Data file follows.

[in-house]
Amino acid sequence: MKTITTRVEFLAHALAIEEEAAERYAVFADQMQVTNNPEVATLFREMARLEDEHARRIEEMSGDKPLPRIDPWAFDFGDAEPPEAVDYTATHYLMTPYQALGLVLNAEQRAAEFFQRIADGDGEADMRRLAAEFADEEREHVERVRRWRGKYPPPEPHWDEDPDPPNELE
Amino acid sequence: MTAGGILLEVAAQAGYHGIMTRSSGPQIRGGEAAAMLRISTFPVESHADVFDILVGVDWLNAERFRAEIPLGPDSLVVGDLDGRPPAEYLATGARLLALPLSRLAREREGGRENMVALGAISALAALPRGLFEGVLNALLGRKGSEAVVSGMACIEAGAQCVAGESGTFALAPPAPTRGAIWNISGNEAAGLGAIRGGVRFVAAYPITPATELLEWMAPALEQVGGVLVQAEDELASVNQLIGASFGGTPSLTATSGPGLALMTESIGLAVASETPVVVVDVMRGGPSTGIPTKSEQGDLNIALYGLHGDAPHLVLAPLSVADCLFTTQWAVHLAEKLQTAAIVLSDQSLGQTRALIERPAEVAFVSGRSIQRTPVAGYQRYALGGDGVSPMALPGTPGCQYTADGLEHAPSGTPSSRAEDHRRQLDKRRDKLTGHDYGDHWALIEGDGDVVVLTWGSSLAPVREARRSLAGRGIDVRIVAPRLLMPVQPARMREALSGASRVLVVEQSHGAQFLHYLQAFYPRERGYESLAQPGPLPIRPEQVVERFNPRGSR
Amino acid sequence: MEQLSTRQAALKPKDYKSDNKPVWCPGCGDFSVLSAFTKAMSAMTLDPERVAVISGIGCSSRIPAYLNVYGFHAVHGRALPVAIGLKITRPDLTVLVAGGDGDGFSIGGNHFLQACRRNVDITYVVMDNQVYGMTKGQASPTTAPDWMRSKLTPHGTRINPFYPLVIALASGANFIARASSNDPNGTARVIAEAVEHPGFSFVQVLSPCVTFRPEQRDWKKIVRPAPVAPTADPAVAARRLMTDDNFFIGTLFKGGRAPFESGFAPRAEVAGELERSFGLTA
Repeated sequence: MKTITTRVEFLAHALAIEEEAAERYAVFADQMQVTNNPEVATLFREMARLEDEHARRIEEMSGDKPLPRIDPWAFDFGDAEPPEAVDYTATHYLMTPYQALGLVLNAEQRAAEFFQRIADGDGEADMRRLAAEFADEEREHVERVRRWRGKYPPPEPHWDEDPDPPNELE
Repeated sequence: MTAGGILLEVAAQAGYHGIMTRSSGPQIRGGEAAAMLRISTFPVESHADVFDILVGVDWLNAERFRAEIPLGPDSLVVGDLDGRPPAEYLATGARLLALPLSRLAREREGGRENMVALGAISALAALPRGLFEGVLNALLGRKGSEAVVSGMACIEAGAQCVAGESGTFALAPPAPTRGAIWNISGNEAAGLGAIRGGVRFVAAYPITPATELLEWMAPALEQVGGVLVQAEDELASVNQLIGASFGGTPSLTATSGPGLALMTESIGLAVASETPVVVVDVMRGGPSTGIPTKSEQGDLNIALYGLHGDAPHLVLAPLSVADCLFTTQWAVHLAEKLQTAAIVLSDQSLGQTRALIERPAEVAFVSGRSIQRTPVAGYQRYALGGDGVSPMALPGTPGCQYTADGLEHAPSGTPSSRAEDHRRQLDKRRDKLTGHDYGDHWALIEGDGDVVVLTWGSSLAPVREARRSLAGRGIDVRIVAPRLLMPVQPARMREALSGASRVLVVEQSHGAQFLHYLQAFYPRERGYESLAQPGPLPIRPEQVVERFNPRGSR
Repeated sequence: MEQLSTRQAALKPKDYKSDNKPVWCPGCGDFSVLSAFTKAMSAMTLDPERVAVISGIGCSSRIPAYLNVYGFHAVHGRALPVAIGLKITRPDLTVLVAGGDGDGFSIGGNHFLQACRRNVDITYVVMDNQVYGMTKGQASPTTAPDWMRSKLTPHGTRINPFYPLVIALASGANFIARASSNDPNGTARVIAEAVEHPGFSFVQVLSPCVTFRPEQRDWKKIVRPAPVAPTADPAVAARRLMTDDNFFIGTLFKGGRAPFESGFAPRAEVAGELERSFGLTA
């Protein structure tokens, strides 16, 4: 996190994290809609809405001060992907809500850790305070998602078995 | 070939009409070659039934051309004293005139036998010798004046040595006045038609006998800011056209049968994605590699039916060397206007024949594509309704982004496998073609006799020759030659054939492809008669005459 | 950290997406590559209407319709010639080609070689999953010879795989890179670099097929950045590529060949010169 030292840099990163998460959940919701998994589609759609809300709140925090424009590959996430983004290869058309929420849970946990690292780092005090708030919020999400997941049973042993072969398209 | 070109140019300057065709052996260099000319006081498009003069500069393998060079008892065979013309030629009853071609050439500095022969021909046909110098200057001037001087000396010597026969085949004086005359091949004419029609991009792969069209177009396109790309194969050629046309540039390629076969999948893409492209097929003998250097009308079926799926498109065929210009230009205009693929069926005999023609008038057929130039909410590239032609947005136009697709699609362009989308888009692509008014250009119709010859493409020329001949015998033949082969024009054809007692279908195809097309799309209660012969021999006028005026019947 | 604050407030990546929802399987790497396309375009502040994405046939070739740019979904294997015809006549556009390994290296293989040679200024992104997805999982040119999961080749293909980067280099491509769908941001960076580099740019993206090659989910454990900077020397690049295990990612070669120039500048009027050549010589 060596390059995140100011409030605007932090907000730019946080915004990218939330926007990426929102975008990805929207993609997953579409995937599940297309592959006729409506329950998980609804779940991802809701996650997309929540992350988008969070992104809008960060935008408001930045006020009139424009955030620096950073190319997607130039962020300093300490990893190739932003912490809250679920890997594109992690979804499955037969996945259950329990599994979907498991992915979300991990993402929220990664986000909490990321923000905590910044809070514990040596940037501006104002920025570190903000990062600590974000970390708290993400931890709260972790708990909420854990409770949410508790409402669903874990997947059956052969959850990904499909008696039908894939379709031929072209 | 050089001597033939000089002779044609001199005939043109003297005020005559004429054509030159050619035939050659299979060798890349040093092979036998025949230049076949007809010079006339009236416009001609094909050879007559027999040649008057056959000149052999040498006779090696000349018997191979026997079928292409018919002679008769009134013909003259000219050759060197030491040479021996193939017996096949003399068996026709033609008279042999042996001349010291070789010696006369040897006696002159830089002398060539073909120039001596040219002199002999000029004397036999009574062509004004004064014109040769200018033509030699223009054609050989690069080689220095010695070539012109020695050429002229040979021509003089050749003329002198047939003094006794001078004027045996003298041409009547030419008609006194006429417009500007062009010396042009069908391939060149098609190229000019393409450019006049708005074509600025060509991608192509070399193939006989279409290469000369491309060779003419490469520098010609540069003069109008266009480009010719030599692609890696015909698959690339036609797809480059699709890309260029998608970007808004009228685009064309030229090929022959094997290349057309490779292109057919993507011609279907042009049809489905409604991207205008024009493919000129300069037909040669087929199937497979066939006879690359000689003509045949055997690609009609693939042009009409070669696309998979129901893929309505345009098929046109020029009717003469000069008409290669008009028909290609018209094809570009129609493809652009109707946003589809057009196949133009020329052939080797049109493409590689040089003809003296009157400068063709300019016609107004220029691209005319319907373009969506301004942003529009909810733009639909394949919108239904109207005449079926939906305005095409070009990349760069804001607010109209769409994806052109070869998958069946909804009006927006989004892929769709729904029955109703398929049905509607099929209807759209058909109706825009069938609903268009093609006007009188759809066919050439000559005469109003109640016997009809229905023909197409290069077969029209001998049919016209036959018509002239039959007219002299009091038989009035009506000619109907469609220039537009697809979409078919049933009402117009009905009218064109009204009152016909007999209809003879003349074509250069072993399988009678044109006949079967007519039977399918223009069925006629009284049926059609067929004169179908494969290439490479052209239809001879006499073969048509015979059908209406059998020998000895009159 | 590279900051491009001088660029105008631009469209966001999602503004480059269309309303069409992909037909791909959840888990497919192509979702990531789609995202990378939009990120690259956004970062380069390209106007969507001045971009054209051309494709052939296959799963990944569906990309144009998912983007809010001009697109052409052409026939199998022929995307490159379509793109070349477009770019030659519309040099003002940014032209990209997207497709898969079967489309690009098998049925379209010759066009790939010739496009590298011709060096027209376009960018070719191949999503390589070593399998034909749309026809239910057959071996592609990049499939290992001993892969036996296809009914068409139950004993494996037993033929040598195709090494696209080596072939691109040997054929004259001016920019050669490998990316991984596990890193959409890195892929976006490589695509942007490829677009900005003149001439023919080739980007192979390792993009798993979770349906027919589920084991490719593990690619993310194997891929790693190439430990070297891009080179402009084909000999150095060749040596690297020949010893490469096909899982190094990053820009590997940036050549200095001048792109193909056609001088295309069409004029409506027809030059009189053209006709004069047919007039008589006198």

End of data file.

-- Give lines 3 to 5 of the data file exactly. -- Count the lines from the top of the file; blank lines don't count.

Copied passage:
Amino acid sequence: MTAGGILLEVAAQAGYHGIMTRSSGPQIRGGEAAAMLRISTFPVESHADVFDILVGVDWLNAERFRAEIPLGPDSLVVGDLDGRPPAEYLATGARLLALPLSRLAREREGGRENMVALGAISALAALPRGLFEGVLNALLGRKGSEAVVSGMACIEAGAQCVAGESGTFALAPPAPTRGAIWNISGNEAAGLGAIRGGVRFVAAYPITPATELLEWMAPALEQVGGVLVQAEDELASVNQLIGASFGGTPSLTATSGPGLALMTESIGLAVASETPVVVVDVMRGGPSTGIPTKSEQGDLNIALYGLHGDAPHLVLAPLSVADCLFTTQWAVHLAEKLQTAAIVLSDQSLGQTRALIERPAEVAFVSGRSIQRTPVAGYQRYALGGDGVSPMALPGTPGCQYTADGLEHAPSGTPSSRAEDHRRQLDKRRDKLTGHDYGDHWALIEGDGDVVVLTWGSSLAPVREARRSLAGRGIDVRIVAPRLLMPVQPARMREALSGASRVLVVEQSHGAQFLHYLQAFYPRERGYESLAQPGPLPIRPEQVVERFNPRGSR
Amino acid sequence: MEQLSTRQAALKPKDYKSDNKPVWCPGCGDFSVLSAFTKAMSAMTLDPERVAVISGIGCSSRIPAYLNVYGFHAVHGRALPVAIGLKITRPDLTVLVAGGDGDGFSIGGNHFLQACRRNVDITYVVMDNQVYGMTKGQASPTTAPDWMRSKLTPHGTRINPFYPLVIALASGANFIARASSNDPNGTARVIAEAVEHPGFSFVQVLSPCVTFRPEQRDWKKIVRPAPVAPTADPAVAARRLMTDDNFFIGTLFKGGRAPFESGFAPRAEVAGELERSFGLTA
Repeated sequence: MKTITTRVEFLAHALAIEEEAAERYAVFADQMQVTNNPEVATLFREMARLEDEHARRIEEMSGDKPLPRIDPWAFDFGDAEPPEAVDYTATHYLMTPYQALGLVLNAEQRAAEFFQRIADGDGEADMRRLAAEFADEEREHVERVRRWRGKYPPPEPHWDEDPDPPNELE